You don't want backlight. You think you want backlight because for decades there was no way to make a decent display unit that wasn't either emissive (like CRTs, VFDs and LEDs) or transmissive (like LCDs), so you grew used to having the display throw light at you. What you actually want is a reflective display (like electronic paper) and sufficient ambient light to read by. Amazon sells covers with integrated reading lights for 3rd and 4th generation Kindles; they work beautifully, and don't require separate batteries, as they draw power from the Kindle itself through the latches that attach it to the cover. They do shorten battery life somewhat, but not enough to be a problem—you just have to charge your Kindle once a week instead of once a month.

I'm pretty sure that it's only a matter of years before we have full-color 600 DPI electronic paper with no noticeable refresh delay, although I don't know if we'll ever be entirely comfortable watching video on reflective displays, and there will probably always be applications (such as cell phones, or their future equivalent) where emissive or backlit transmissive displays are preferrable to reflective displays.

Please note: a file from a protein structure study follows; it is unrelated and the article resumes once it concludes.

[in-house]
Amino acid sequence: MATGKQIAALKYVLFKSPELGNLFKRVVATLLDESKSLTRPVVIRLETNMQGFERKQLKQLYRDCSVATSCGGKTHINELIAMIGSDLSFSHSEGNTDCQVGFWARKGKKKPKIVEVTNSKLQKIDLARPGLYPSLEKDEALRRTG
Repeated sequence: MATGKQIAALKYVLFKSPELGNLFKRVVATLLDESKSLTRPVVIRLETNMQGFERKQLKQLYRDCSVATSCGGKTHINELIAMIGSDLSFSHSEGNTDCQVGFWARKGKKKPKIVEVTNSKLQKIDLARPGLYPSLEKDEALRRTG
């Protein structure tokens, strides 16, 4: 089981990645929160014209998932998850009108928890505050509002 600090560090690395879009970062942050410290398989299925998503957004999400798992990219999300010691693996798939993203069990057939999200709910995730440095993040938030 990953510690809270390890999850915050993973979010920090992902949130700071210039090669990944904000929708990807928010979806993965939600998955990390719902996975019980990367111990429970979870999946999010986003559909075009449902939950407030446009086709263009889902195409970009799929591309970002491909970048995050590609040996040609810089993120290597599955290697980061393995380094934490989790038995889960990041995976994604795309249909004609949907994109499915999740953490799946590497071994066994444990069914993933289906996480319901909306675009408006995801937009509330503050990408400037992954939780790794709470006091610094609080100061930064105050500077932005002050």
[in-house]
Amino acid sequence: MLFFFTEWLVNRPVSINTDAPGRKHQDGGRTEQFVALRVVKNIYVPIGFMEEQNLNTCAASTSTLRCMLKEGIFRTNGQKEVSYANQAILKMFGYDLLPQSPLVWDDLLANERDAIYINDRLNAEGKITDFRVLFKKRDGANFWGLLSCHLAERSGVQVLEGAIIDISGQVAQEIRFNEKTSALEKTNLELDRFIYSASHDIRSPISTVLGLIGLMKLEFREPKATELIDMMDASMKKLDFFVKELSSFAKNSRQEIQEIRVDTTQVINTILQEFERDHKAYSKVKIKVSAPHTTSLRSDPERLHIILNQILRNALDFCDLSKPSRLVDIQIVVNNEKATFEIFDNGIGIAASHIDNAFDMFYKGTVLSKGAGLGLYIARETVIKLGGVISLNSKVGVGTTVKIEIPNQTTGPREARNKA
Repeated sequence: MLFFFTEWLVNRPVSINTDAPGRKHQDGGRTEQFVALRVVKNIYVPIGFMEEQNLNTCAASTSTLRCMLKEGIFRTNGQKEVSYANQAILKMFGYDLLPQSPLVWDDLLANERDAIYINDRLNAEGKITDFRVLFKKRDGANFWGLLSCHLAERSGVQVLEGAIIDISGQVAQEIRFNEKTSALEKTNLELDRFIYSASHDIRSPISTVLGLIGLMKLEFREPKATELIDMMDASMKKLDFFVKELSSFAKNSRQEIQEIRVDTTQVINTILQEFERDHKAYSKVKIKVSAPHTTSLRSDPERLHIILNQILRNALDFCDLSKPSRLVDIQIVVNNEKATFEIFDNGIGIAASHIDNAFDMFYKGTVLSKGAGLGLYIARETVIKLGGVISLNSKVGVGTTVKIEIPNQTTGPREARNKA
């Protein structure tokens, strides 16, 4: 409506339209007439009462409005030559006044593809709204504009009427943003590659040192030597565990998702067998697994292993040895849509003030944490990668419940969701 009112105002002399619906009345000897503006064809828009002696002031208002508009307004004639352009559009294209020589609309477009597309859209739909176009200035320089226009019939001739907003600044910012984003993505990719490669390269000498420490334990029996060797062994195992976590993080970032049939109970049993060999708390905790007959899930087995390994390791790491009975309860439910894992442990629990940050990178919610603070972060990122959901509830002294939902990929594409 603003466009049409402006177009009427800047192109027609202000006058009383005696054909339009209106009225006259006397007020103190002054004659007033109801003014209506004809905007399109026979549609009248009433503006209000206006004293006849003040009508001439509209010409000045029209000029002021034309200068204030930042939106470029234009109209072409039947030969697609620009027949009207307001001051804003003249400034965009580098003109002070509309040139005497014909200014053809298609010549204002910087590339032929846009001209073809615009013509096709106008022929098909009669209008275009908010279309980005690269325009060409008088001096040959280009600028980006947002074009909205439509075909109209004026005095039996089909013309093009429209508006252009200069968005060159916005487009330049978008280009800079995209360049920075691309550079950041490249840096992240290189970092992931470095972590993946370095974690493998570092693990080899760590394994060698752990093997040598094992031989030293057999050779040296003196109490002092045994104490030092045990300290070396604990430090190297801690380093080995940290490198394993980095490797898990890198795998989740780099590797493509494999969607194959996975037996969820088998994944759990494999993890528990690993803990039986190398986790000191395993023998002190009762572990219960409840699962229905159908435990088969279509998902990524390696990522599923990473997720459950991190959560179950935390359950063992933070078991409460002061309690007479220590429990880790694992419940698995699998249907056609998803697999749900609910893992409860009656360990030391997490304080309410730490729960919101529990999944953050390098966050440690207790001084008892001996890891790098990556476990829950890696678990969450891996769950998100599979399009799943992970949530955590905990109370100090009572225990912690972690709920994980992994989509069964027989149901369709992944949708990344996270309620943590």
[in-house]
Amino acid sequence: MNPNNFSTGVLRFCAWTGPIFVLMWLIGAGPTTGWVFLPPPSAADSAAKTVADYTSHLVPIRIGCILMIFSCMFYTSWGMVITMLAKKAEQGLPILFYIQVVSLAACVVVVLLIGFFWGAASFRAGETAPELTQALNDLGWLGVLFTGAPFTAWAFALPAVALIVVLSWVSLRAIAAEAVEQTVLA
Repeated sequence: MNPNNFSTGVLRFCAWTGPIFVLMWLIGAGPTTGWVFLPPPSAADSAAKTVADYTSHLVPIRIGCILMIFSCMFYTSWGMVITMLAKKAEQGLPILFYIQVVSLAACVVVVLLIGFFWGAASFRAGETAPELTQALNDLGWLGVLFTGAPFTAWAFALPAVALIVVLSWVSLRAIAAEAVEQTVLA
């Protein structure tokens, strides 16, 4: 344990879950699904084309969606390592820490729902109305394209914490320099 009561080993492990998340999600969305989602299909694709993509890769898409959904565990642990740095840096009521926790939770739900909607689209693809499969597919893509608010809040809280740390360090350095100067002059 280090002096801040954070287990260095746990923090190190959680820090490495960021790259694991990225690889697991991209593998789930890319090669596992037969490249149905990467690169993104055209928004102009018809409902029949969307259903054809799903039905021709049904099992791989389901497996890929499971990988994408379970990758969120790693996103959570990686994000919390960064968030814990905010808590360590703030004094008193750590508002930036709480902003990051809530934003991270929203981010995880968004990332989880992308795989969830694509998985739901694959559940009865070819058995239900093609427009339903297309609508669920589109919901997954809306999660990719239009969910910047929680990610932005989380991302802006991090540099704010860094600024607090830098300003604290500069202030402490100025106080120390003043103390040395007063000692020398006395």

Comment Re:That's why I like the basic Kindle (Score 2) 418

One thing that sold me on the Kindle was the "Free Sample" you can get with most books.

All books, actually; it's auto-generated. You get the first 10% of the book, up to a certain number of pages. The problem is that with large works (such as collections or compilations) with detailed ToCs, the auto-generated sample might turn out to contain only the cover, the title page, the ToC and (if you're lucky) the first few paragraphs of the foreword.

Comment Re:This will never end department is right (Score 4, Informative) 298

In any case, noone is going to have a clue what the truth is till Assange turns himself in for questioning. Fleeing to another country tends to make one look more guilty rather than less, but answering questions with a lawyer present (which is the key here - don't talk to police or prosecutor without your lawyer present, guilty or innocent) won't do much to make you look more guilty unless, well, you're guilty....

Have you been paying any attention at all? The prosecutor repeatedly declined to interview Assange while he was in Sweden and approved his request to leave the country. I suggest you read some of the +5 comments, which include statements by Assange's Swedish and British attorneys.

Comment Re:By all means, question him (Score 3, Insightful) 298

Well, you can start with the fact that the Swedish police informed the press of the charges against him, and identified him by name, before they had even spoken to him - which they still haven't. That may be business as usual in the US, but it's not the way we do things in the civilized world. They've violated due process six ways to Sunday.